Gross:  The best places for him, in my mind, would be Portland or Boston. I like those coaching situations for him as well as their current and future needs. I’m not sure that Denver will be able to perfectly match his future needs with their own in those cases, though.

Fiala: Somewhere far away from Denver, ideally in the Eastern Conference. It’s clear he’s not a fit in Denver anymore but I still love his game and think he’s going to be an impactful player wherever he goes.

Who are you most looking forward to seeing in the Rising Stars Challenge, both from the Nuggets and from other teams?

Mares: I actually think it’s a game designed for Jamal Murray. The World squad doesn’t have a ton of guards that should play ahead of him and his great one-on-one skill set should showcase nicely in the all-star style of play. He could also run alongside Buddy Hield and Nikola Jokic in an exciting spread offense. I think Murray will be one of the stories of the game.

Blackburn: I agree with Adam that Murray could potentially be the star of the show, but seriously, who doesn’t want to see Kristaps Porzingis, Joel Embiid, and Jokic on the floor at the same time for the world team? I might glaze over and stare at my TV until the end of time. It may not be successful, but it would sure be fun. Mudiay deserves a shoutout too though, as he played very well in last year’s showcase. We will see if he comes ready for this one.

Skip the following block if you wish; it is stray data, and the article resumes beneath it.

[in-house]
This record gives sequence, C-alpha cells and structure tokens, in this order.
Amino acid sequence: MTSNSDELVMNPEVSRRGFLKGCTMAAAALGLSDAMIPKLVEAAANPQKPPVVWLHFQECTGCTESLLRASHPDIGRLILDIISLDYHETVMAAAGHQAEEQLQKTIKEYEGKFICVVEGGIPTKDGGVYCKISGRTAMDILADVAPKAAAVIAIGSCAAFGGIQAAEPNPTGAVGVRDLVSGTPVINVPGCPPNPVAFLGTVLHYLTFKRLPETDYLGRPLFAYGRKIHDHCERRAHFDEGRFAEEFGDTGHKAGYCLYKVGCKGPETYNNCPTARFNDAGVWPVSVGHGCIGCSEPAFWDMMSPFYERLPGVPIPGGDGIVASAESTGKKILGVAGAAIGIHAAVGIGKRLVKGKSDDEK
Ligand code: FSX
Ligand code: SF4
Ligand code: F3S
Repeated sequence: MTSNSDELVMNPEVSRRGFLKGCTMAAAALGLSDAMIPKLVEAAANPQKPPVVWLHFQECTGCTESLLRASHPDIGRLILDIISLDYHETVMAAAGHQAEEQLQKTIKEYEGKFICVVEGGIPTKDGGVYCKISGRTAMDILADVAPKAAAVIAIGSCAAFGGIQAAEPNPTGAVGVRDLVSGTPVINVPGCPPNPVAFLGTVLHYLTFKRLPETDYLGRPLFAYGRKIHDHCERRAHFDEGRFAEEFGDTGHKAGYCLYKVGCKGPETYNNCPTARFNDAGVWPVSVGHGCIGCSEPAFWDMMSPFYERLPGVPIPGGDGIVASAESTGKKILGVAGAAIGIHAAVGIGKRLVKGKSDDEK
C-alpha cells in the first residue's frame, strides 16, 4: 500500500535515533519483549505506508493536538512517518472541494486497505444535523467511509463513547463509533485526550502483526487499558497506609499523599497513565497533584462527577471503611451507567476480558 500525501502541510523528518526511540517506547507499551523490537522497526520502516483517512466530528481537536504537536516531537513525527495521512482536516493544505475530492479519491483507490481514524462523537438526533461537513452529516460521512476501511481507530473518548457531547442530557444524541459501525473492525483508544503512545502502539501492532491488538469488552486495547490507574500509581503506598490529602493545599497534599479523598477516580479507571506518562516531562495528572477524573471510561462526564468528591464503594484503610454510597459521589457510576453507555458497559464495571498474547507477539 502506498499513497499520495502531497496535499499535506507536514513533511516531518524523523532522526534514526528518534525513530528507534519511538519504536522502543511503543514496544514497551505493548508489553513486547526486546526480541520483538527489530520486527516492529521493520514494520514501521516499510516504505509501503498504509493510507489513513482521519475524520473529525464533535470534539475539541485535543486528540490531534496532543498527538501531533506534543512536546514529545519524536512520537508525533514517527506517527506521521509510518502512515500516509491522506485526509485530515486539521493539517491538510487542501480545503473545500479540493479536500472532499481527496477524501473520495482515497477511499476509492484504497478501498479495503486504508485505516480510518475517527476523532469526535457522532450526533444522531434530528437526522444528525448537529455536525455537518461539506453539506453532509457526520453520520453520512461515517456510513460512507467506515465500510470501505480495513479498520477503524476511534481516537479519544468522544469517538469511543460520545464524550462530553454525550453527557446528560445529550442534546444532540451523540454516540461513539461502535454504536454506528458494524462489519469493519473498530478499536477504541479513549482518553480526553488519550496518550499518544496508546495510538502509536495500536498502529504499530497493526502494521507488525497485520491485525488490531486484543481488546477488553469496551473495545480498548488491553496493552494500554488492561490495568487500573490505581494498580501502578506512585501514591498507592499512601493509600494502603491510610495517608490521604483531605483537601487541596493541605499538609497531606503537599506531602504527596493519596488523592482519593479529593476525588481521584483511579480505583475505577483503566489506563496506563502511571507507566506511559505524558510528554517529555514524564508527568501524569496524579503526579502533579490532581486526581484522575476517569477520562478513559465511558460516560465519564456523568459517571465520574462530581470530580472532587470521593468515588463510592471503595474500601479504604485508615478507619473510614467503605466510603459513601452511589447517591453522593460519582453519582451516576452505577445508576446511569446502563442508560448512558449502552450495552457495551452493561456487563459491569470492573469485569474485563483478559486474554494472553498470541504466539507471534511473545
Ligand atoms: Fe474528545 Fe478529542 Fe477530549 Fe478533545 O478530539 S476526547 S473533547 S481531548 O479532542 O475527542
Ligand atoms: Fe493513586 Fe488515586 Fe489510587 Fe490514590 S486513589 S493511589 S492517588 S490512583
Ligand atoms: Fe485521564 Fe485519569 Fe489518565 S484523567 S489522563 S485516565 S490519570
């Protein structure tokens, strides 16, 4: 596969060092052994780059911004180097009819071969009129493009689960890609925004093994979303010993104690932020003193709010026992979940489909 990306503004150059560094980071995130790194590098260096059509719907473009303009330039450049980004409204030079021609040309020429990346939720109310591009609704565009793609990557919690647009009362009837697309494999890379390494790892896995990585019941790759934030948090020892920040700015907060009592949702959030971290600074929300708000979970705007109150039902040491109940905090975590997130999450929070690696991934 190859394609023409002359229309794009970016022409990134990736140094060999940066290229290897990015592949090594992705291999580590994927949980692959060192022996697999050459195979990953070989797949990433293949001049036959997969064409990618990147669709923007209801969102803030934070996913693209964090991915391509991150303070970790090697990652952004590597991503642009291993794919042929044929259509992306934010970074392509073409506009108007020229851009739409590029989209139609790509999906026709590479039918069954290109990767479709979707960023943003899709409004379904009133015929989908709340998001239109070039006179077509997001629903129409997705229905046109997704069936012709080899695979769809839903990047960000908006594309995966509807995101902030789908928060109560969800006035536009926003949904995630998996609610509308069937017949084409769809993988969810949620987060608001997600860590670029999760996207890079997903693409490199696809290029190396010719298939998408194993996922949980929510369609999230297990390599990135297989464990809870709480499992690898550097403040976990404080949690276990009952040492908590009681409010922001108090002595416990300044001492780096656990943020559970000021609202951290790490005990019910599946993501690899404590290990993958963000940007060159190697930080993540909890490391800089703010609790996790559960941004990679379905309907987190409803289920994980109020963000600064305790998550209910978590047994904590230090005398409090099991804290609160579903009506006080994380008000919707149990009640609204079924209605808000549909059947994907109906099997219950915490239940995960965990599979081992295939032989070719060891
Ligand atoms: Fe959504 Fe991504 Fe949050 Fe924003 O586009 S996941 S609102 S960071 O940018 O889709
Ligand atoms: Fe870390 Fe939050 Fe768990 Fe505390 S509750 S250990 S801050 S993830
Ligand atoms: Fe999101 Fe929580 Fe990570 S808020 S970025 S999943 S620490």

Gross: This will be the most interesting set of big men to all take the court at a rookie-sophomore game in quite a while.  Just remember that defense isn’t big at these things, and last year was a guard duel between Mudiay and Zach LaVine, who both put up 30.  Show up for the bigs, but realize that in most years it’s a guard-friendly game.  This year may be the aberration before the guard infestation begins again with next year’s rookie class, so if you ever wanted to see Jokic playing the 4 throwing oops to Embiid who’s stuffing it over Karl-Anthony Towns, this may be the game for you.  I hope the coaches go crazy in an exhibition game and show us some outrageous lineup combos.

Fiala: I’m salivating at the thought of watching what Jokic will do with Embiid and Porzingis, but I’m dying to see Murray light it up. I think he’s made for games like this and will have a huge showing, as did Mudiay last year.